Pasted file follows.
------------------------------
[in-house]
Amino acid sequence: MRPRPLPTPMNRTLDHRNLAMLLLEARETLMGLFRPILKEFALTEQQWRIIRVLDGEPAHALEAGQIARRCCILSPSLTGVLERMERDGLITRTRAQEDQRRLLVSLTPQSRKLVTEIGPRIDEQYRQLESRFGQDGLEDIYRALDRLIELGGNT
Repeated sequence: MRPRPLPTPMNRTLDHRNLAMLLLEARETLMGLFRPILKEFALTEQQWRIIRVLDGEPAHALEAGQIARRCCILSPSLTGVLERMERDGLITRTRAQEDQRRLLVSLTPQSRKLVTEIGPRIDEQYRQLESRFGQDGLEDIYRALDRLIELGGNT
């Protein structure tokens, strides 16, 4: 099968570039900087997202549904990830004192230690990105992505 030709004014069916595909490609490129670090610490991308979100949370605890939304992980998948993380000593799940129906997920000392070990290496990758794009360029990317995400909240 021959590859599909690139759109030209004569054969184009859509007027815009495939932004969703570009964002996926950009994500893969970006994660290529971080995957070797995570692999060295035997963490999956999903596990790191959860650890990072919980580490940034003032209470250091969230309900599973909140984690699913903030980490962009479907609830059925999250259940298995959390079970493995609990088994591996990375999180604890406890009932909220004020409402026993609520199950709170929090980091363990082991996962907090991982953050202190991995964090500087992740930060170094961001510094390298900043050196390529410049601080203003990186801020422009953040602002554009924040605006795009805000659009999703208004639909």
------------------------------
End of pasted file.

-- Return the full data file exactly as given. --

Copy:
[in-house]
Amino acid sequence: MRPRPLPTPMNRTLDHRNLAMLLLEARETLMGLFRPILKEFALTEQQWRIIRVLDGEPAHALEAGQIARRCCILSPSLTGVLERMERDGLITRTRAQEDQRRLLVSLTPQSRKLVTEIGPRIDEQYRQLESRFGQDGLEDIYRALDRLIELGGNT
Repeated sequence: MRPRPLPTPMNRTLDHRNLAMLLLEARETLMGLFRPILKEFALTEQQWRIIRVLDGEPAHALEAGQIARRCCILSPSLTGVLERMERDGLITRTRAQEDQRRLLVSLTPQSRKLVTEIGPRIDEQYRQLESRFGQDGLEDIYRALDRLIELGGNT
């Protein structure tokens, strides 16, 4: 099968570039900087997202549904990830004192230690990105992505 030709004014069916595909490609490129670090610490991308979100949370605890939304992980998948993380000593799940129906997920000392070990290496990758794009360029990317995400909240 021959590859599909690139759109030209004569054969184009859509007027815009495939932004969703570009964002996926950009994500893969970006994660290529971080995957070797995570692999060295035997963490999956999903596990790191959860650890990072919980580490940034003032209470250091969230309900599973909140984690699913903030980490962009479907609830059925999250259940298995959390079970493995609990088994591996990375999180604890406890009932909220004020409402026993609520199950709170929090980091363990082991996962907090991982953050202190991995964090500087992740930060170094961001510094390298900043050196390529410049601080203003990186801020422009953040602002554009924040605006795009805000659009999703208004639909």